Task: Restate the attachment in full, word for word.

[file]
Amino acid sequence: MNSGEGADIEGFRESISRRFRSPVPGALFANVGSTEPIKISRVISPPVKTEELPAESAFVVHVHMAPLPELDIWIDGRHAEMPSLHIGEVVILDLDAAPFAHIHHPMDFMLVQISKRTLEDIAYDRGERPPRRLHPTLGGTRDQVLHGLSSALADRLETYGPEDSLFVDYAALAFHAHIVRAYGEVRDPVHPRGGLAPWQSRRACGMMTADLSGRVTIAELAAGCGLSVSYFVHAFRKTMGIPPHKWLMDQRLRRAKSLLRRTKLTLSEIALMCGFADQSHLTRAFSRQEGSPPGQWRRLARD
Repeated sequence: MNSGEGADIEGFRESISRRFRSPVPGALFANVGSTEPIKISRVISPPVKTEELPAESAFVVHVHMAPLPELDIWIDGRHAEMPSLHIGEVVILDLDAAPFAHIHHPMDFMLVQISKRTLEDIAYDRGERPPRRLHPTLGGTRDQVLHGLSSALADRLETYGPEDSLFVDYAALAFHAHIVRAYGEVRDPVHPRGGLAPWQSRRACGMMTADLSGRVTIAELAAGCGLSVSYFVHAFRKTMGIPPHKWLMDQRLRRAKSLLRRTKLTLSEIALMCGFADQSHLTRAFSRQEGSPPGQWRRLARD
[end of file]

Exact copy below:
Amino acid sequence: MNSGEGADIEGFRESISRRFRSPVPGALFANVGSTEPIKISRVISPPVKTEELPAESAFVVHVHMAPLPELDIWIDGRHAEMPSLHIGEVVILDLDAAPFAHIHHPMDFMLVQISKRTLEDIAYDRGERPPRRLHPTLGGTRDQVLHGLSSALADRLETYGPEDSLFVDYAALAFHAHIVRAYGEVRDPVHPRGGLAPWQSRRACGMMTADLSGRVTIAELAAGCGLSVSYFVHAFRKTMGIPPHKWLMDQRLRRAKSLLRRTKLTLSEIALMCGFADQSHLTRAFSRQEGSPPGQWRRLARD
Repeated sequence: MNSGEGADIEGFRESISRRFRSPVPGALFANVGSTEPIKISRVISPPVKTEELPAESAFVVHVHMAPLPELDIWIDGRHAEMPSLHIGEVVILDLDAAPFAHIHHPMDFMLVQISKRTLEDIAYDRGERPPRRLHPTLGGTRDQVLHGLSSALADRLETYGPEDSLFVDYAALAFHAHIVRAYGEVRDPVHPRGGLAPWQSRRACGMMTADLSGRVTIAELAAGCGLSVSYFVHAFRKTMGIPPHKWLMDQRLRRAKSLLRRTKLTLSEIALMCGFADQSHLTRAFSRQEGSPPGQWRRLARD